Brand loyalty demands that you keep buying products from a specific company no matter what. You like the brand, so why wouldn’t you support their efforts?
Think on that for a moment. Brand loyalty means that even if another brand has a superior product, you’ll continue to buy the inferior one. In fact, it generally means you won’t even acknowledge the other product’s superiority (or existence) in the first place. You’ll spend your money where you’ve spent it before because that’s where you’ve spent it in the past.
This is why most companies dream about winning the loyalty of their customers. They needn’t compete quite so hard with their rivals when they know you’ll buy regardless of how their product measures up.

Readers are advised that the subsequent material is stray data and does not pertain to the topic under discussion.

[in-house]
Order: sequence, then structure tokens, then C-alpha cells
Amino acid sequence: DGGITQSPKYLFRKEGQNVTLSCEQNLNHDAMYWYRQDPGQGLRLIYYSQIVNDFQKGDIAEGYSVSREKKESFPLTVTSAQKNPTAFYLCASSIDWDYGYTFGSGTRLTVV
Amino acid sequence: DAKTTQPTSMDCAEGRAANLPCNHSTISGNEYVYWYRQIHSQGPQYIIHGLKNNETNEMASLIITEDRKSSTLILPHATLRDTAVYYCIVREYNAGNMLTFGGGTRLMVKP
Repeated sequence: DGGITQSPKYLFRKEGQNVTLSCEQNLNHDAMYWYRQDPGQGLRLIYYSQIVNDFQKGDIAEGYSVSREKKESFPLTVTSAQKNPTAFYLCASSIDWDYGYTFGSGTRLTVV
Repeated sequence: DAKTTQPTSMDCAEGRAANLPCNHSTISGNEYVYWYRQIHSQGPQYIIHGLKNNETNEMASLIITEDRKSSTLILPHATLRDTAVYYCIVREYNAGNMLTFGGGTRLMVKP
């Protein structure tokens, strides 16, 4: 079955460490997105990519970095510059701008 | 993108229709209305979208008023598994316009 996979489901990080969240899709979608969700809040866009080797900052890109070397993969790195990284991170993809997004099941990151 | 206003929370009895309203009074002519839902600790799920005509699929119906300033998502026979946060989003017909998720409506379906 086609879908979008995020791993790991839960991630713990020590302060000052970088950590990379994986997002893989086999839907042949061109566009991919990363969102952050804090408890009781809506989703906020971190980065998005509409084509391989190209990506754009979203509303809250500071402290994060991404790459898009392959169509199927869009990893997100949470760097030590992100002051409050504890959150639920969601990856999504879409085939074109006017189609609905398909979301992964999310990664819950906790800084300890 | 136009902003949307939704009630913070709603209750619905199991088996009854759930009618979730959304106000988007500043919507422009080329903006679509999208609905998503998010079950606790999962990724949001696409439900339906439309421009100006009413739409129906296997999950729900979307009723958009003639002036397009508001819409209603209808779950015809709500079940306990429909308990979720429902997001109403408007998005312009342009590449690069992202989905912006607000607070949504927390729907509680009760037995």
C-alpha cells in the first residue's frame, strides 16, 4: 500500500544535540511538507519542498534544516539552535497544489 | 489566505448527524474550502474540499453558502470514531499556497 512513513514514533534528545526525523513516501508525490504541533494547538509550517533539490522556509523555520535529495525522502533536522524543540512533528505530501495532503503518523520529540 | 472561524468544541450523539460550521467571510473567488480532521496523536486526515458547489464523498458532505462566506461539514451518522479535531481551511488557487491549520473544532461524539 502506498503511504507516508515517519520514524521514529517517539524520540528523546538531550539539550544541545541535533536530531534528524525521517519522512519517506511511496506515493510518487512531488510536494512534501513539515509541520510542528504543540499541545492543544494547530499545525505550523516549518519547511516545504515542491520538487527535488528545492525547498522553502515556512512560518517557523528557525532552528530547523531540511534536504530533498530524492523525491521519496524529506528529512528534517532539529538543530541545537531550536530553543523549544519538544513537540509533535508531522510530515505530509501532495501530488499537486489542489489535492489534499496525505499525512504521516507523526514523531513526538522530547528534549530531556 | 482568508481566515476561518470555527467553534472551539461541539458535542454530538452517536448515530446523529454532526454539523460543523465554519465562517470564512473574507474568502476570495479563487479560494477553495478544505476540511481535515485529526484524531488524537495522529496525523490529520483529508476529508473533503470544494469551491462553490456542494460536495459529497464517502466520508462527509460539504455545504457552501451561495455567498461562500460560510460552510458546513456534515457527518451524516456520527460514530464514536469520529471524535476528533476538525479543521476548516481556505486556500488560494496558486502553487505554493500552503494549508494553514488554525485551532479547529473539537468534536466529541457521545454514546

Loyalty — while often considered to be a highly desirable trait — results in our ignoring better opportunities in favor of the ones that are more familiar.
Instead of taking the road that’s more favorable for us personally, loyalty instructs us to take the one that is more favorable for the company we currently work for. Instead of being with the person we want to be with, loyalty compels us to stick with the person we once wanted to be with. Because they got there first.
Instead of focusing on loyalty, I would suggest we approach both our product purchases and relationships more analytically. If we take the time to figure out what we want — and what is best for us based on those wants — the companies selling to us may just realize they’re selling to the wrong demographic (or making the wrong product), and the people we’re with may realize that we’re not ideal for them, either.
This is not to say that we should all be opportunists, moving from shiny new thing to shiny new thing regardless of the company or person in question. But it does mean that — if properly thought through — a change in direction is not an ignoble act. In fact, such a shift could be the most beneficial thing for everyone involved.